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Sunrise and CHFS sign contract agreement for upcoming year

By BRANDON PORTER

Kentucky Today

FRANKFORT, Ky. – Sunrise Children’s Services and the Cabinet for Health and Family Services have agreed to a new annual contract after a 22-month negotiation process.

In a statement to Kentucky Today, Susan Dunlap, executive director of the Office of Public Affairs for CHFS, wrote, “The Cabinet for Health and Family Services and Sunrise Children’s Services, Inc., entered into an agreement on July 15 to continue placing children and youth with the provider.”

Sunrise Children’s Services is an agency of the Kentucky Baptist Convention providing foster care, residential and therapeutic services to children and families in crisis. According to Sunrise, they have been in existence since 1869, partnering with the state for the last 50 years.

“We are proud to be that partner and will continue to do our best to help children and families across this commonwealth. We are thankful for this day and opportunity,” said Dale Suttles, Sunrise president.

Dunlap said the contract would run through June 30, 2022. CHFS back-dated the agreement to take effect on July 1, 2021.

“Kentucky Baptists will be pleased to hear that Sunrise Children’s Services is once again under contract with the commonwealth providing services to needy children,” Todd Gray, executive director-treasurer of the Kentucky Baptist Convention, said.

Suttles agreed, “We are also thankful for the prayers and support from thousands of Kentuckians across this commonwealth. It has been amazing to hear from so many that care deeply about this ministry.”

Negotiations stalled as Sunrise would not sign the contract offered by the Cabinet, claiming it would cause them to violate their deeply held religious beliefs. The agency says they receive any child they can help but refers prospective LGBTQ foster parents or employment applicants to other agencies.

“The terms of the agreement were the same as the previous contract that Sunrise had with the Cabinet from July 2019 to June 2020. Additionally, Sunrise agreed to refer any service applicants who identify as LGBTQ to another provider in good standing with CHFS,” Dunlap said.

The June ruling by the U.S. Supreme Court in Fulton vs. Philadelphia, a case similar to the situation between Sunrise and CHFS, paved the way for the groups to agree.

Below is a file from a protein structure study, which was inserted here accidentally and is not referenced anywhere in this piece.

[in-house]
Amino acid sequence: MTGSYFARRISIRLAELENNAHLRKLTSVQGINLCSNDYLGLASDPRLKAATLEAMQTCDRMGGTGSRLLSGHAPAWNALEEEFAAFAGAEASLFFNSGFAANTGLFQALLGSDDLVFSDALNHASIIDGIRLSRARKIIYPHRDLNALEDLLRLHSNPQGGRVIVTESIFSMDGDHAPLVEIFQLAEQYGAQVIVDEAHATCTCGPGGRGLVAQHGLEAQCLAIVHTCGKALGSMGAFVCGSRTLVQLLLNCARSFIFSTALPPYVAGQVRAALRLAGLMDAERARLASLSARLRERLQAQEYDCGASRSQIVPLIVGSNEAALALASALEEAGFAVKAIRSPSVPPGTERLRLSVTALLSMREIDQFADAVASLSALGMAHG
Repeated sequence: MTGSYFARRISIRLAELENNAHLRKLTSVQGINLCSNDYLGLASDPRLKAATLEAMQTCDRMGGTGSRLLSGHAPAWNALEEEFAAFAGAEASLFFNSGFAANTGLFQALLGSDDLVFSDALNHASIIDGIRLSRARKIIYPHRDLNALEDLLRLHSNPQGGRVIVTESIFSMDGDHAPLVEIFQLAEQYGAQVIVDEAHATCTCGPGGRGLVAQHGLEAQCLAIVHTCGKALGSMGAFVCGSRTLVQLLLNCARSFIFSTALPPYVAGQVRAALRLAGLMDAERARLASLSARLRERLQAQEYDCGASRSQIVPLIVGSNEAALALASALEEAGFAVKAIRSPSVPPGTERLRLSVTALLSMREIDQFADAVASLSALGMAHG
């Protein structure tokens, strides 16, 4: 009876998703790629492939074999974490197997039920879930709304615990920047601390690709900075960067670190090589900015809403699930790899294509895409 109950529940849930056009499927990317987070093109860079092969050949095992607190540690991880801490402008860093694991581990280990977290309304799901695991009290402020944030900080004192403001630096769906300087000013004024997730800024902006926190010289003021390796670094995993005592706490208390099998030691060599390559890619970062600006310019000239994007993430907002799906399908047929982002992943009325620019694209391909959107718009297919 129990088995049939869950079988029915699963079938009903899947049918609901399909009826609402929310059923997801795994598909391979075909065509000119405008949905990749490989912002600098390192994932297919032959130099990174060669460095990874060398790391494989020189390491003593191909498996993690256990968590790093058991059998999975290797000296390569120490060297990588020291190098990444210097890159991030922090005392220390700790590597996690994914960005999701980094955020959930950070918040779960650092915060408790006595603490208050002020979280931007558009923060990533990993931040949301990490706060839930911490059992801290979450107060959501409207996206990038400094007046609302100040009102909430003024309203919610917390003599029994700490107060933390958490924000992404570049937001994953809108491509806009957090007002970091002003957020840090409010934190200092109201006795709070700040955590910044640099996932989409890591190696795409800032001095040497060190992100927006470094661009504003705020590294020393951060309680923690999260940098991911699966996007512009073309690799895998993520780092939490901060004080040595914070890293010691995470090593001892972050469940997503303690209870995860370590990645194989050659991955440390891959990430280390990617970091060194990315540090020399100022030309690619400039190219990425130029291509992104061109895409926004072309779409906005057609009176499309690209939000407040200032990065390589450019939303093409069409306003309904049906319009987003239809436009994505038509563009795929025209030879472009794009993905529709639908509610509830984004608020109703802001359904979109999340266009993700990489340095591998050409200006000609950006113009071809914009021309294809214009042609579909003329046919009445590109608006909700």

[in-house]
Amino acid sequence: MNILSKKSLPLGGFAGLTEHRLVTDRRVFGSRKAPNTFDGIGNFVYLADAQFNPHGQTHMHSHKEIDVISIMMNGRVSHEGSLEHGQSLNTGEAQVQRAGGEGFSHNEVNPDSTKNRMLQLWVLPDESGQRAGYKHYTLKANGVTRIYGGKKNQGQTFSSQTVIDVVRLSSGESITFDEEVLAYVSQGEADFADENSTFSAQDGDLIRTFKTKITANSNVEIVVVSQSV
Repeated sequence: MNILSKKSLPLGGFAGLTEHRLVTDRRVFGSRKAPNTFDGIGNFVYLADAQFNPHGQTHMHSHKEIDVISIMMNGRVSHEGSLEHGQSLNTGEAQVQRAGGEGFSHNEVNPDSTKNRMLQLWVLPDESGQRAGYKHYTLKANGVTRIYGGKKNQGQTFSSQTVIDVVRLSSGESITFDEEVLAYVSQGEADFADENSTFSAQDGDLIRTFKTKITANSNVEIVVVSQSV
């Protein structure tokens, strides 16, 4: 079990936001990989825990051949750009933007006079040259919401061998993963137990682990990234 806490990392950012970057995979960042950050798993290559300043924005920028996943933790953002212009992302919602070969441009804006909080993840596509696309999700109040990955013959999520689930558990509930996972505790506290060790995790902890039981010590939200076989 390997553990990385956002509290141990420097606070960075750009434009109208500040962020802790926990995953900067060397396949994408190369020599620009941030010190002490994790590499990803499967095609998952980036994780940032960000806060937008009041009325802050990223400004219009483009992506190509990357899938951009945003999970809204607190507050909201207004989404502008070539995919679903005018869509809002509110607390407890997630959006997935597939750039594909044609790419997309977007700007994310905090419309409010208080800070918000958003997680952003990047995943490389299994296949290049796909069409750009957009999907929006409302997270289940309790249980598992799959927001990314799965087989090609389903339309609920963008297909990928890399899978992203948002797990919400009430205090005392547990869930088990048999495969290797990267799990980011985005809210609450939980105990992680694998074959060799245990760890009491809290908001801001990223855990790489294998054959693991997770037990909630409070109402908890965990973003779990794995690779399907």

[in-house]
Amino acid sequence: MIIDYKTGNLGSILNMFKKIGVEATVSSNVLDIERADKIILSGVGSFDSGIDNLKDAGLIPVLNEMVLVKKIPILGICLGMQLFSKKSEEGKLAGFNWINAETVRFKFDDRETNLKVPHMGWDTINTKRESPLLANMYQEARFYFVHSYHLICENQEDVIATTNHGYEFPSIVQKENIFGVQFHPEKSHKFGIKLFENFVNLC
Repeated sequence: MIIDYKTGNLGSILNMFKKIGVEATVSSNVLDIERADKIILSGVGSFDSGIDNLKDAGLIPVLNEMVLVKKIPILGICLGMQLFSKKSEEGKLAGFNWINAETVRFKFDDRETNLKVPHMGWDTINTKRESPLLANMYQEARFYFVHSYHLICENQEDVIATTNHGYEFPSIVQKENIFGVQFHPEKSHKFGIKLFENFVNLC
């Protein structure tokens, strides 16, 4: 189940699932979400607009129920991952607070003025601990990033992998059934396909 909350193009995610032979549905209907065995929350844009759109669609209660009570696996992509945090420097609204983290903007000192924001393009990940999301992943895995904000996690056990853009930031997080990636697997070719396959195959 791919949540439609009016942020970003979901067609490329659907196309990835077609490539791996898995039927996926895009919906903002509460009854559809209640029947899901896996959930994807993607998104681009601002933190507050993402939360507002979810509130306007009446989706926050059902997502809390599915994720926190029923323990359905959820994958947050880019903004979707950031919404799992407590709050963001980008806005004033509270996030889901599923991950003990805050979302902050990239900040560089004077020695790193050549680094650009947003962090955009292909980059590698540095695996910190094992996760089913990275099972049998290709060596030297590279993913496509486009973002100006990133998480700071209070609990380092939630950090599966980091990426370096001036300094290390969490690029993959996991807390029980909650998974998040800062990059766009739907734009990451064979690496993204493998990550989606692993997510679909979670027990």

“We are pleased that the administration has followed federal law in regard to the Fulton case that allows a ministry like Sunrise to continue to operate and be a viable partner with the Cabinet,” Suttles said.

Despite the signing of the contract, Gray still has concerns about the Beshear administration’s stance toward religious liberty.

“As thankful as I am for Kentucky Baptists, I am equally disappointed over the actions of the state. If it were up to this administration, Sunrise would not be providing care for Kentucky’s needy, neglected, and abused children,” Gray said. “It should be of grave concern to every person of faith in Kentucky that it took a ruling from the U.S. Supreme Court to move Governor Beshear to agree to a contract with Sunrise.”

In the House Interim Joint Committee on Appropriations and Revenue Committee meeting on June 2, Suttles testified the state contract is responsible for around $16 million of Sunrise’s $22 million annual budget.

“This has not been an easy road, but today we are so grateful that we do have a signed agreement between Sunrise and CHFS,” Suttles said.

Kentucky Attorney General Daniel Cameron weighed in on the contract being signed.

“The U.S. and Kentucky Constitutions are abundantly clear that government cannot discriminate against a religious organization because of its beliefs,” he said.  “The U.S. Supreme Court affirmed this foundational principle in a  unanimous ruling last month.

“I’m glad to see the Beshear administration follow the law and do what governors of both parties have done for decades, work with Sunrise so that the organization can continue the important work of serving Kentucky’s children.”

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